The NYPD Blues Need a Closure Conversation

We just returned from a long weekend in New York City – lots of walking, much of it on crowded sidewalks – and almost zero police presence. Usually they’re everywhere, providing the reassurance that someone is watching out for us all, natives and tourists alike. Not this weekend. The NYPD Blues need a closure conversation.

I picked up a copy of New York Magazine while I was there, to read the article on “The Mayor & The Cops” by Chris Smith: It left me with a bit of hope for reconciliation, but today’s headlines report that quite a few Blues again turned their back on the Mayor, despite the Commissioner’s request to leave politics out of the funeral services for the 2 murdered Blues. “Funerals are for grieving,” he said, “not for grievances”.

It’s quite a contest, and calls up memories of the disruptive 1970’s. The Blues are angry that so many people have lost confidence in them, and that some of their policing methods (“stop and frisk”) are being called into question. They were offended that the Mayor told his (black) son to be careful around police, cautioning him to be polite and wary. In the background of all this is an unresolved contract between the police Union and the City.

Closure: Acknowledge the facts – what exactly happened, to whom, by whom, when and where? That’s a big job in this instance, but the inventory of facts and perceptions needs to be recognized by all parties. And maybe made public as well?

Closure: Appreciate the people. Thank you, NYPD Blues, for your service in protecting people. Thank you, Mr. Mayor, for your service in managing this complex city. Thank you, Commissioner Bratton, for being a bridge between two important elements of NYC management.

Closure: Apologize for mistakes and misunderstandings. We’re sorry that Eric Garner was killed by a policeman using an illegal maneuver (chokehold). We’re sorry that a mentally ill man was able to obtain a gun and kill two NYPD Blues. We’re sorry for so many mistakes and misunderstandings. Perhaps we need to spell all of them out and look them over thoroughly to see how to reduce them in 2015.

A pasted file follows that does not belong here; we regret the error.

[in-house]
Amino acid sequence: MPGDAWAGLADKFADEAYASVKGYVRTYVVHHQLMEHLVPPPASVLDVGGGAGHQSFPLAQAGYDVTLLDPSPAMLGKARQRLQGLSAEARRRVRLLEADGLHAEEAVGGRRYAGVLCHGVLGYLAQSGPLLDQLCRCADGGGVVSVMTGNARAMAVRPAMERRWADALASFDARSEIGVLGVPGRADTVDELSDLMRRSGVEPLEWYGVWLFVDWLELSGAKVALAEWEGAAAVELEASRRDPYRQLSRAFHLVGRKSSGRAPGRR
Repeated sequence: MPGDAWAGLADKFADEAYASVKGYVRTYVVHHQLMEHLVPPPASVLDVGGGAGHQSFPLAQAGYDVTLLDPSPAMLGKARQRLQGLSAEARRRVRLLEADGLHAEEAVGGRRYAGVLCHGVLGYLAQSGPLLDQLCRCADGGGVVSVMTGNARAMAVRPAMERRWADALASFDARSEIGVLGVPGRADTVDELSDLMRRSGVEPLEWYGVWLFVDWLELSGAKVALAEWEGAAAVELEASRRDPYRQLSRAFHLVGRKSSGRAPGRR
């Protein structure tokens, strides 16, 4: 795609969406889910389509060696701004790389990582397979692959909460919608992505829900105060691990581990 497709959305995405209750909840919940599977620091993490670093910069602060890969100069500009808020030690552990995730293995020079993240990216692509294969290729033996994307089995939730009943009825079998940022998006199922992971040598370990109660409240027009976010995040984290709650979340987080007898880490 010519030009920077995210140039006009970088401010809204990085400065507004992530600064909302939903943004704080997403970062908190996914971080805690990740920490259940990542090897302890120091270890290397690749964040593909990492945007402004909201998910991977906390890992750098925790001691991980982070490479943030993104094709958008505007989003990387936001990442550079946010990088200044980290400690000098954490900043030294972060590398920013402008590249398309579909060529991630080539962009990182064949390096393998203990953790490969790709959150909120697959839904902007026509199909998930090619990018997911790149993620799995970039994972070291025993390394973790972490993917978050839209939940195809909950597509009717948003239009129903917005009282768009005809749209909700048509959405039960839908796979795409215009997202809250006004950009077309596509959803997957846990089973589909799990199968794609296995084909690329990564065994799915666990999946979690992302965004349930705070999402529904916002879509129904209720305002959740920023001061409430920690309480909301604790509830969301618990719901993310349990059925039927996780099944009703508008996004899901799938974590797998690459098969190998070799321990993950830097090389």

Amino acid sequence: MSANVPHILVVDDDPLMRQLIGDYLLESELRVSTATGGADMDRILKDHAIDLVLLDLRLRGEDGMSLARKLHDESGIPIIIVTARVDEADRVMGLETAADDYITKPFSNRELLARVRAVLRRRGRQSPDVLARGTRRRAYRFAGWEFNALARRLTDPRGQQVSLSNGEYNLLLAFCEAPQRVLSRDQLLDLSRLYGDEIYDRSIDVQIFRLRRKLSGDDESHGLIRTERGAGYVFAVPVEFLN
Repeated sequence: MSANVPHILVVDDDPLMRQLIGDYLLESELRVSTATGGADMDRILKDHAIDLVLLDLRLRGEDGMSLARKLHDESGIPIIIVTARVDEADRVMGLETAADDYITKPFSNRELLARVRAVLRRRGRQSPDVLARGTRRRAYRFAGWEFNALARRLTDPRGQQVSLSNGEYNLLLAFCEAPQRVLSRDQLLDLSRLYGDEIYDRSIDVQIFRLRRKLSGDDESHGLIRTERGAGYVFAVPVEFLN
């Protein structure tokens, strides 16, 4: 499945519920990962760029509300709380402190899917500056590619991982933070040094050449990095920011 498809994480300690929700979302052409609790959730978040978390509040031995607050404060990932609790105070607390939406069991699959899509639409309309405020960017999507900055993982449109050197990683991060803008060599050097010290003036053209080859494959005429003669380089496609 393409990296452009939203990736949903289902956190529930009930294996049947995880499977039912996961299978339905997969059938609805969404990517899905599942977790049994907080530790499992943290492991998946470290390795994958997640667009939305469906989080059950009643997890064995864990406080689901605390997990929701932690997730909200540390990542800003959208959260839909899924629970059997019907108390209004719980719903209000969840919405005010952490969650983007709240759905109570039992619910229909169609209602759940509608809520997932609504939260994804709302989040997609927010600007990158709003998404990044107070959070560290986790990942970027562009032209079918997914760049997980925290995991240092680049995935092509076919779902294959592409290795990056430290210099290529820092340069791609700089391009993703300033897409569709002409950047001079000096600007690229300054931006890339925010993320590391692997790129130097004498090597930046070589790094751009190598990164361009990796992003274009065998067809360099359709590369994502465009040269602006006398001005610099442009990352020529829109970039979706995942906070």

Closure: Amend broken agreements. Yesterday it was reported that 115 US police were killed in the line of duty in 2014, a marked increase from prior years. There are, unfortunately, no good statistics on the number of civilians killed by police in 2014, or any other year. I hope we can establish an agreement to keep those statistics accurately, up-to-date, and public, in 2015. Openness and honesty about what’s happening will honor the lives – Blue and Non-Blue – lost to mistakes and misunderstandings. It’s time close a difficult chapter in our civic life.

1 reply
  1. Laurie
    Laurie says:

    Note – A closure conversation is not a one-time or one-sided event – it’s a dialogue, usually facilitated by someone who is committed to having “resistant” individuals or groups (people who are not yet “on board” with a new possibility) speak their concerns and be heard, with an opportunity to discuss and develop ideas. I know the NYPD Blues are actively resisting counting those statistics (on shootings, deaths, etc.), but… the police don’t have to count those things. Anybody could organize the capacity to do it, particularly a media organization. Remember – USA Today tracked on-time performance of airlines before the airlines did it. I think the Commish knows what needs to happen.

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